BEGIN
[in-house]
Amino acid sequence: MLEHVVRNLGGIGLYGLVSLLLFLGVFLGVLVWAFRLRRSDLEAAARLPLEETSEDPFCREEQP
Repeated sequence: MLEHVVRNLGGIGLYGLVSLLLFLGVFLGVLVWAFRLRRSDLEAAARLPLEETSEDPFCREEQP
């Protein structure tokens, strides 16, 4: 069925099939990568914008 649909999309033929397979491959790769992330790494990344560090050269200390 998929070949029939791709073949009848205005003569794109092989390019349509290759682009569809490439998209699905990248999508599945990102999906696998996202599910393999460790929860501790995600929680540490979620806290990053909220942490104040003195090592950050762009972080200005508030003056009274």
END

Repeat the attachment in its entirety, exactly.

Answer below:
[in-house]
Amino acid sequence: MLEHVVRNLGGIGLYGLVSLLLFLGVFLGVLVWAFRLRRSDLEAAARLPLEETSEDPFCREEQP
Repeated sequence: MLEHVVRNLGGIGLYGLVSLLLFLGVFLGVLVWAFRLRRSDLEAAARLPLEETSEDPFCREEQP
């Protein structure tokens, strides 16, 4: 069925099939990568914008 649909999309033929397979491959790769992330790494990344560090050269200390 998929070949029939791709073949009848205005003569794109092989390019349509290759682009569809490439998209699905990248999508599945990102999906696998996202599910393999460790929860501790995600929680540490979620806290990053909220942490104040003195090592950050762009972080200005508030003056009274």